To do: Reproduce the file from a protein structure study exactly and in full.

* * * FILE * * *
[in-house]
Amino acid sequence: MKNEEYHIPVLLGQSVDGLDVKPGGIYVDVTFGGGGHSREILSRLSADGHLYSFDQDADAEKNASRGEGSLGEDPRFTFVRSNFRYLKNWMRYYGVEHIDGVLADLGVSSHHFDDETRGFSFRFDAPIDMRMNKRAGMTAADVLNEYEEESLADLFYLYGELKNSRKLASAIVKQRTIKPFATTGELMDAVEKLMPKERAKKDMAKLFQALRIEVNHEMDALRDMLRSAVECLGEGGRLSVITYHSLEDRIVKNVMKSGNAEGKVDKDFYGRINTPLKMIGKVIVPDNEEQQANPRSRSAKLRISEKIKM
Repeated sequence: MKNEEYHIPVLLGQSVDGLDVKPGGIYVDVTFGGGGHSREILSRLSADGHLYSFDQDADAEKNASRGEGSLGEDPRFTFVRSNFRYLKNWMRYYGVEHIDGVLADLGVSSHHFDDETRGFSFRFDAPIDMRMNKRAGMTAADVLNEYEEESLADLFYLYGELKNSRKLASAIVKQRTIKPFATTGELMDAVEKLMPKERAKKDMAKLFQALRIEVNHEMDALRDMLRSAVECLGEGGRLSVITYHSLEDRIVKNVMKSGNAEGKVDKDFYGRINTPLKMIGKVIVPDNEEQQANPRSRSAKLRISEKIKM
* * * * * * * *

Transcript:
[in-house]
Amino acid sequence: MKNEEYHIPVLLGQSVDGLDVKPGGIYVDVTFGGGGHSREILSRLSADGHLYSFDQDADAEKNASRGEGSLGEDPRFTFVRSNFRYLKNWMRYYGVEHIDGVLADLGVSSHHFDDETRGFSFRFDAPIDMRMNKRAGMTAADVLNEYEEESLADLFYLYGELKNSRKLASAIVKQRTIKPFATTGELMDAVEKLMPKERAKKDMAKLFQALRIEVNHEMDALRDMLRSAVECLGEGGRLSVITYHSLEDRIVKNVMKSGNAEGKVDKDFYGRINTPLKMIGKVIVPDNEEQQANPRSRSAKLRISEKIKM
Repeated sequence: MKNEEYHIPVLLGQSVDGLDVKPGGIYVDVTFGGGGHSREILSRLSADGHLYSFDQDADAEKNASRGEGSLGEDPRFTFVRSNFRYLKNWMRYYGVEHIDGVLADLGVSSHHFDDETRGFSFRFDAPIDMRMNKRAGMTAADVLNEYEEESLADLFYLYGELKNSRKLASAIVKQRTIKPFATTGELMDAVEKLMPKERAKKDMAKLFQALRIEVNHEMDALRDMLRSAVECLGEGGRLSVITYHSLEDRIVKNVMKSGNAEGKVDKDFYGRINTPLKMIGKVIVPDNEEQQANPRSRSAKLRISEKIKM